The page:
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CLARKSTON, Ga.–It was 1981 and the first Indiana Jones movie, “Raiders of the Lost Ark” was in theaters. Ernie Guyton was instantly hooked.
“I was in my second year in college and saw that movie, and I thought, ‘Wow, I would love to do that,’ and then the second movie came out and (my career) was sealed,’’ he said.
While he’s not an archaeology professor, the 2022-23 Teaching Excellence Award recipient is an associate professor of anthropology, taking his “Indiana Jones” passion and love for teaching, adventure, and travel into his classroom and abroad. With degrees in both anthropology and geography, over the past two decades he has taught classes in anthropology, sociology and geography on the Clarkston Campus, and has led students on eight study abroad trips to South and Central American countries. He has connected the three areas of study with his interest in the environment as well. “I taught where things were, who lived here, and when they got there,” he said.
In 2021, after three years of research, he finished his textbook, “Introduction of Anthropology,” a resource for students across the nation.
It was an archaeology professor at the University of Southern Mississippi, where he attended college, who first introduced him to study abroad with a trip to the Yucatan Peninsula, igniting his interest in South and Central America.
“I got addicted to the area; I wanted to be able to converse with the people,” Guyton said. Eventually, he took six Spanish classes in a row, becoming fluent in Spanish.
By the 2000s, Guyton had also led faculty from across the University System of Georgia for private trips throughout Latin America. In 2006 he created a student study abroad program to Peru. Afterward, he created a similar program to Guatemala, traveling to those areas several times over the years. In a small village in Guatemala, his students did a service-learning project, repairing an old school and health clinic. “We turned both of those buildings and their supplies inside out—the school and health clinic got totally renovated and restocked, I’m still very proud today of that what we did there,” he said.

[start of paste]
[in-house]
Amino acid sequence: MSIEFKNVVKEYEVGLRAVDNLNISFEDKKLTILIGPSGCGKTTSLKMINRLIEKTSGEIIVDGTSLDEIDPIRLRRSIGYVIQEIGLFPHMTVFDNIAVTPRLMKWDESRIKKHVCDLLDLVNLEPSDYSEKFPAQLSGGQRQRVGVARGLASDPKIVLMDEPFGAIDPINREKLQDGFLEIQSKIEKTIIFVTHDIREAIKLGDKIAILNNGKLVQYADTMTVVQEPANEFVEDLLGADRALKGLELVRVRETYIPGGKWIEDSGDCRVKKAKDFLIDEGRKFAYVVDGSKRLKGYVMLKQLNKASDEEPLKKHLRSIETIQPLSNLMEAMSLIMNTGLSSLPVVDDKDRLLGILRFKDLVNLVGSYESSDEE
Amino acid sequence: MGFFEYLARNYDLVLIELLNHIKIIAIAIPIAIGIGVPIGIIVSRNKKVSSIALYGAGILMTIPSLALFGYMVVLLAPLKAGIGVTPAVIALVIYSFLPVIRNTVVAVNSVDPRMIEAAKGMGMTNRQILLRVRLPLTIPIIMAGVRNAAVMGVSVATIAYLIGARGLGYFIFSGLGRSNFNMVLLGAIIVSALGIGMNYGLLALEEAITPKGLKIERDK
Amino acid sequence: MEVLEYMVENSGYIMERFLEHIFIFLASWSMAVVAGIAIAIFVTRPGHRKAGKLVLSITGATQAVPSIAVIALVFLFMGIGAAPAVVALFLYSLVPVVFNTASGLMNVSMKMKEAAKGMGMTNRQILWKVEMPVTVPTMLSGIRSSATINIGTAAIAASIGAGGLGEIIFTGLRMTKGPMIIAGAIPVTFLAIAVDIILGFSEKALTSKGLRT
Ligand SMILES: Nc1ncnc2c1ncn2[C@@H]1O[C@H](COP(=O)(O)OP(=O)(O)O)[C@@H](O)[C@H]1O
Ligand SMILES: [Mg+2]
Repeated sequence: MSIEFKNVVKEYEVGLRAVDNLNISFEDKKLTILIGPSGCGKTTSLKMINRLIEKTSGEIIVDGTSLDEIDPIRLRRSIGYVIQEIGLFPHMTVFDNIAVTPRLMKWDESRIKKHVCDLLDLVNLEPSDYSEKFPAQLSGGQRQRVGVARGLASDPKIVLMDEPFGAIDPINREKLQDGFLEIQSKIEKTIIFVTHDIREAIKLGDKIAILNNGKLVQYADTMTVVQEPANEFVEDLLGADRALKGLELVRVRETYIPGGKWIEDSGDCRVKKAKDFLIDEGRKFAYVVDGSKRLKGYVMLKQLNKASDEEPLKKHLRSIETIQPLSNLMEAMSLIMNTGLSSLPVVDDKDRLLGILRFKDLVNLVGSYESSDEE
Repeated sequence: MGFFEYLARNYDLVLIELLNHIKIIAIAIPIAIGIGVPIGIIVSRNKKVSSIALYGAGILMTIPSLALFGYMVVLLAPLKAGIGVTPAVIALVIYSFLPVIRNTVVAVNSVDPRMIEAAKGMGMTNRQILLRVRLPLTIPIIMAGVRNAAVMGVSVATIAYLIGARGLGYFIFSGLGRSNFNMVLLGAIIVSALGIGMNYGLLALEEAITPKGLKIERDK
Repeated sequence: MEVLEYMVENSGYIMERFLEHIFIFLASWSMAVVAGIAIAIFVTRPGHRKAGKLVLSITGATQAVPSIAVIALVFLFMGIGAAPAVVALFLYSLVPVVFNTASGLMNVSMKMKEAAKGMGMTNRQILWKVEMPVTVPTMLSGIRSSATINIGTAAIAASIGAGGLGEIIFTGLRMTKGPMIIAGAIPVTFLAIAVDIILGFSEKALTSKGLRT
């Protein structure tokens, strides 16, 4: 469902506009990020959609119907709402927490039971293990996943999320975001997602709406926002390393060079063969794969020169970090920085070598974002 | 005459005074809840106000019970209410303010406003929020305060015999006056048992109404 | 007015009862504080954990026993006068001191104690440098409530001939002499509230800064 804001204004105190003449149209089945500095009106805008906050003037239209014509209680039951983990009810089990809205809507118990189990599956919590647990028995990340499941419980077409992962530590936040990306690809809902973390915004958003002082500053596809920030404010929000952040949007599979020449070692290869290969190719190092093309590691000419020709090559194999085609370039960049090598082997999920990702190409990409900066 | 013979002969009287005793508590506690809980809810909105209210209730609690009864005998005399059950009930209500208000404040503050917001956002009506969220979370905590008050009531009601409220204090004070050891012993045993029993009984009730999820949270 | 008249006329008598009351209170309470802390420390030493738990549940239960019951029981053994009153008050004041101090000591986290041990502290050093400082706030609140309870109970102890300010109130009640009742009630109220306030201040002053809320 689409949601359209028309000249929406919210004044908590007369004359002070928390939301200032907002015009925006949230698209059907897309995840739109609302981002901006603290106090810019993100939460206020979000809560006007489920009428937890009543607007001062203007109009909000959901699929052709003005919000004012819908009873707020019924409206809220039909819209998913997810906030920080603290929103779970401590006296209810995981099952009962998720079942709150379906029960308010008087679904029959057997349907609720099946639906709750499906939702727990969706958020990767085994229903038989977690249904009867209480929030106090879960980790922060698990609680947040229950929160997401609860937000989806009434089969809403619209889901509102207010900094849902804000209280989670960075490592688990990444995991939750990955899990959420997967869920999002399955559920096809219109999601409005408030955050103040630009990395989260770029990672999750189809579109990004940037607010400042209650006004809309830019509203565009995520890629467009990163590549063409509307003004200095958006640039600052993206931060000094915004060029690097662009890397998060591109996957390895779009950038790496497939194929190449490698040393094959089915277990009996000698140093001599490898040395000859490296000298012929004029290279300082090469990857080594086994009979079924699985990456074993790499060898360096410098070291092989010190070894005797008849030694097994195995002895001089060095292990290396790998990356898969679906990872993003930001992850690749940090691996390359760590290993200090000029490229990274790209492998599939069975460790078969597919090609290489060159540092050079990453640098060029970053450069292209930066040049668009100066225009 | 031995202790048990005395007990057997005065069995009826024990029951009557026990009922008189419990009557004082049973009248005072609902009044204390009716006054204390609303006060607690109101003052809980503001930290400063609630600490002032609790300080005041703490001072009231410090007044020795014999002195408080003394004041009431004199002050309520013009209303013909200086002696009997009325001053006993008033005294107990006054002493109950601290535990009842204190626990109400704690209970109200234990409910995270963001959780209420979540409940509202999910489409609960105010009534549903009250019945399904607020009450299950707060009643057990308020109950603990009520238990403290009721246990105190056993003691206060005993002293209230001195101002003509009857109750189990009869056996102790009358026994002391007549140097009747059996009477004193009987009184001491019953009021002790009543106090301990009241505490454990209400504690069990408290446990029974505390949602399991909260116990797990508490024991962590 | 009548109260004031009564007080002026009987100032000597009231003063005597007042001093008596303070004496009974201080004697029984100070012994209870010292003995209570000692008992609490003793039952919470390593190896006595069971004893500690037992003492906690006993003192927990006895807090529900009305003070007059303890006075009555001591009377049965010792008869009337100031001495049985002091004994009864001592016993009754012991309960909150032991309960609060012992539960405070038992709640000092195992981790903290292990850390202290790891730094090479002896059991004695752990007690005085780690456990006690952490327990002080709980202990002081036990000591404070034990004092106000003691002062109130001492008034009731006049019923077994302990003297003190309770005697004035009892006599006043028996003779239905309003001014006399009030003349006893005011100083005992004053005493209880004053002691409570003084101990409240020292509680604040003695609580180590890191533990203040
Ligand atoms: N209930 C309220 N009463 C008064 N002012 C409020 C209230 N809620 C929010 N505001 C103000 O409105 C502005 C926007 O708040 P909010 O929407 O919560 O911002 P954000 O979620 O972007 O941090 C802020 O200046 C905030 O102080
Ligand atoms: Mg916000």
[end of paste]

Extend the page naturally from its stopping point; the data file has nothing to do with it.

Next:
Now in his 25th year at the college, Guyton has organized more than a dozen trips for both students and faculty to Central and South America, visiting literally every country in Latin America.
For more than 22 years, Guyton has extended his love for the region as a presenter or moderator at the Conference of the Americas along with chemistry professor Dr. Luise Strange de Soria. The two faculty members attended the most recent conference in Athens at the University of Georgia. The conference provides a venue in which faculty and students can engage and share their interests and expertise regarding the Caribbean, Latin America and Canada.
This year, almost 17 years since his first study abroad program with the college, Guyton will lead a program with English associate professor Barbara Hall and Spanish instructor Stewart Goodman back to the Yucatan Peninsula. “It’s an area I know better than any other in the world,” he said. Two years ago, Guyton spent two months in the Yucatan, creating online videos in the area for online students.
Traveling to the Yucatan for study abroad is also a fitting end to his teaching career. Guyton is retiring this summer.
“It will be exactly 25 years at the college in August,” he said. He is proud of his accomplishments, organizing international events, and Earth Day celebrations over the years on the Clarkston Campus, and spearheading college-wide sustainability efforts—another passion of his–which started comprehensive recycling efforts collegewide in 2010.
Guyton has many positive teaching memories. But unlike his ‘hero’ Indiana Jones he will not be sneaking out the office window to avoid his students.
“My best memories are when students hang out after class with me and continue to talk about the class. That tells me I did it right that day. Teaching is a reciprocal gift that keeps on giving.”
Story by Rebecca Rakoczy
Photo by Bill Roa